47 Administration Legal Framework (3) As shown in the schematic below, shale gas activities are governed by the various Petroleum Act equivalents and relevant Regulations in each State klgates.com 41
48 Key Considerations for Shale Gas Projects in Australia (1) Exploration stage A permit is required from the relevant State and Territory authority Exploration permit will cover a defined area and have an initial term of five to six years with a right to renew the permit or progress to an exploitation lease Permit will grant holder the right to enter land and conduct test drilling and surveying activities Terms of permit vary according to each State, but all are subject to meeting certain criteria It also specifies minimum annual expenditure and development levels to ensure that holders continue to invest in the permit area klgates.com 42
49 Key Considerations for Shale Gas Projects in Australia (2) Production stage Extraction and sale of shale gas requires a production license from the relevant regulating authority Term of production license varies in each jurisdiction but is typically for at least 21 years License entitles license holder to extract gas and retain economic benefit of gas produced, subject to payment of royalty to the State Like exploration permits, production licenses generally specify minimum annual expenditure and development levels klgates.com 43
50 Key Considerations for Shale Gas Projects in Australia (3) Water resources rights State and Territory legislation governs access to and use of water Water rights are administered through legal instruments, property titles, or contracts with a water service infrastructure operator Management of environmental risk associated with contaminated wastewater is usually a condition of production license klgates.com 44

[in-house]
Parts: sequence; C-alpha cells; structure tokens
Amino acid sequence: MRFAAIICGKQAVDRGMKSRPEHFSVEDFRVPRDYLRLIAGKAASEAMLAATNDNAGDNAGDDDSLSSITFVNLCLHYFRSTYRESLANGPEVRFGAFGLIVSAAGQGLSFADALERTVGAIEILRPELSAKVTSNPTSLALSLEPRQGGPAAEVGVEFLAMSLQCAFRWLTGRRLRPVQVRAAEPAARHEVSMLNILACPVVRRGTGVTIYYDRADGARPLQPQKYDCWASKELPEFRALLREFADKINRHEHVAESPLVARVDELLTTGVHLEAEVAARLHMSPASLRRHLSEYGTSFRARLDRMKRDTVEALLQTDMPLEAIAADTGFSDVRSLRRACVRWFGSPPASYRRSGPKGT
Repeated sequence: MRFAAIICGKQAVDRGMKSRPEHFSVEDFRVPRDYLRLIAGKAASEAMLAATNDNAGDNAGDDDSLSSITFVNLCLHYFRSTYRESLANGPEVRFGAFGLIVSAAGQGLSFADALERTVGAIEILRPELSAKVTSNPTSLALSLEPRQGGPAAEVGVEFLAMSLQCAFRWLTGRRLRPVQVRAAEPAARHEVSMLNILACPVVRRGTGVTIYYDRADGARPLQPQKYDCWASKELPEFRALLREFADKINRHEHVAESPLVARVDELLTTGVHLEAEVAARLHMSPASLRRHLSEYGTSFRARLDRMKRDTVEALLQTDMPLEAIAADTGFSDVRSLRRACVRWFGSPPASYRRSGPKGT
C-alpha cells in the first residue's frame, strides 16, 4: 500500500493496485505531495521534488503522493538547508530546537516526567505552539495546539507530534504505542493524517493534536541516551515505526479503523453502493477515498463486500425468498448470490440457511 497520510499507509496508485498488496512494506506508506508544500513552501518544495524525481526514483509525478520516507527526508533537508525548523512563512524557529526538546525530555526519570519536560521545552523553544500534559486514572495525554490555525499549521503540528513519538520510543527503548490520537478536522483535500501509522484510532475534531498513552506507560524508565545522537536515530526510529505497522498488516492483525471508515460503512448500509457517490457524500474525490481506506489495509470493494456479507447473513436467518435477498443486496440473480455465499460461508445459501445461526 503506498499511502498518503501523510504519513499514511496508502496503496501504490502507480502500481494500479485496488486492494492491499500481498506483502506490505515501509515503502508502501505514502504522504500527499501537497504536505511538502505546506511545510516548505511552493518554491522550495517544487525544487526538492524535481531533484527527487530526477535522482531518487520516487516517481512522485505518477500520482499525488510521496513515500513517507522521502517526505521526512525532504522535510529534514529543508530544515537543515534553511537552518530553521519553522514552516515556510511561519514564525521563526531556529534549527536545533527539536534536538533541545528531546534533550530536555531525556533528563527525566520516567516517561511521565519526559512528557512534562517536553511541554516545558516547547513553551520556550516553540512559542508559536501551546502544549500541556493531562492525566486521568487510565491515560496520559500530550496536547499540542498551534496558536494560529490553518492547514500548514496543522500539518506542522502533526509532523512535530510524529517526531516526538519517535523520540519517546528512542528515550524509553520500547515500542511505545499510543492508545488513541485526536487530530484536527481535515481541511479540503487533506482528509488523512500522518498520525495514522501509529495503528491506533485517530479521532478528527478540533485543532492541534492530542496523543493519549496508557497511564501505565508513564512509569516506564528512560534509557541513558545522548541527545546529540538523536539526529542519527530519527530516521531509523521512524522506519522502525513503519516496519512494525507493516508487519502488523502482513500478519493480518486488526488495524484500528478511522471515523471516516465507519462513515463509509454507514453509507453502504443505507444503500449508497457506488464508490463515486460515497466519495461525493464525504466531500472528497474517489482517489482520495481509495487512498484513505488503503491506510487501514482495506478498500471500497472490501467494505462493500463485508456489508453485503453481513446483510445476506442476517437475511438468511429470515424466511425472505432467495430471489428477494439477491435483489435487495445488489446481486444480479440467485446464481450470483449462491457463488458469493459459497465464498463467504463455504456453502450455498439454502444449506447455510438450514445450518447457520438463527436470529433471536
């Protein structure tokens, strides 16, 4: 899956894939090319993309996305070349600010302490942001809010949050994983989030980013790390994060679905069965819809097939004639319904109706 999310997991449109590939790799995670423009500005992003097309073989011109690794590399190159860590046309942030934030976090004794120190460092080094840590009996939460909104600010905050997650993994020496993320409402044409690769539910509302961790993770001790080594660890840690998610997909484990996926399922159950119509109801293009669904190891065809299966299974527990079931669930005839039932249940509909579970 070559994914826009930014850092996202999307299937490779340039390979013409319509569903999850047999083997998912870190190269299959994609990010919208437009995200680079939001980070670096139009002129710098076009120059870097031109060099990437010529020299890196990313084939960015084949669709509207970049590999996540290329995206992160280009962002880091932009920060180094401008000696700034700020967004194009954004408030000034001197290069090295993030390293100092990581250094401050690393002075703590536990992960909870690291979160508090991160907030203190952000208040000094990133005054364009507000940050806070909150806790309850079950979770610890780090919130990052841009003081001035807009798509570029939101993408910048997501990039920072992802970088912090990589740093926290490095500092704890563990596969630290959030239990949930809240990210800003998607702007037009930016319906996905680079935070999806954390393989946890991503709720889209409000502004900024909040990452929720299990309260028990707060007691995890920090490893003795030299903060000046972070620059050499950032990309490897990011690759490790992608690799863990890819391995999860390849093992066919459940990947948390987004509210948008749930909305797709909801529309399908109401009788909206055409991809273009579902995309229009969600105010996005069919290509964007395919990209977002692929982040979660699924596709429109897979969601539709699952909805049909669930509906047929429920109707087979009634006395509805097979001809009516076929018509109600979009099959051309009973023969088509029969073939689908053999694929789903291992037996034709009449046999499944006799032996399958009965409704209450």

51 Key Considerations for Shale Gas Projects in Australia (4) Fracking Significant political issue Concerned with use of certain chemicals in fracking process and associated risks to environment and groundwater Most jurisdictions have implemented regulations on fracking process and use of certain chemicals Western Australia has recently released draft regulations for consultation to closely monitor fracking process associated with shale gas production In Queensland and the Northern Territory, laws are in place that restrict use of certain chemicals in fracking In Victoria, currently a moratorium prohibiting all fracking until June 2015 klgates.com 45
52 Key Considerations for Shale Gas Projects in Australia (5) Fracking (Cont d) In June this year, a bill was passed through federal parliament to protect groundwater resources in every state except Western Australia Western Australia was not included because the legislation was limited to areas where coal seam gas is found, and Western Australia s reserves hold shale gas klgates.com 46
53 Other General Regulatory Considerations (1) Environmental and planning considerations Shale gas exploration and production operations are subject to significant laws and regulations governing environmental protection Violation may result in issuance of injunctions limiting or prohibiting operations, as well as administrative, civil, and even criminal proceedings Regulators may require operator to prepare and implement a plan to improve environmental performance of a project, and may amend the conditions on an existing environmental approval klgates.com 47
54 Other General Regulatory Considerations (2) Native Title considerations Native Title is the term used to describe certain rights held by indigenous Australians in respect of traditional land and water Native Title can only exist where the claimant group has and maintains a traditional connection with the land or waters If Native Title rights exist, they must be taken into account and certain procedures must be complied with, including in some cases, payment of compensation A register of Native Title interests is kept, and searches may be obtained from relevant courts and National Native Title Tribunal to establish whether a parcel of land is subject to a Native Title claim or interest klgates.com 48
55 Other General Regulatory Considerations (3) Royalty considerations There are 3 mains types of royalties levied in Australia: Unit-based a fixed monetary rate is applied on a physical rather than financial basis, for example, a set amount of dollars per cubic meter of gas extracted Value-based (ad valorem) a uniform % of value of the resource is charged as royalty, for example, 10% of the post-wellhead value of gas extracted Profit-based a % is applied to profit realized, e.g., 10% of profits achieved klgates.com 49
56 Other General Regulatory Considerations (4) Fiscal regime and tax incentives Petroleum Resource Rent Tax (PRRT) is a profit based tax that is levied on petroleum projects From 1 July 2012, the PRRT is applied to all Australian onshore and offshore gas and LNG projects Previously relevant was the carbon pricing mechanism; however the Australian government abolished the carbon tax with effect from 1 July 2014 klgates.com 50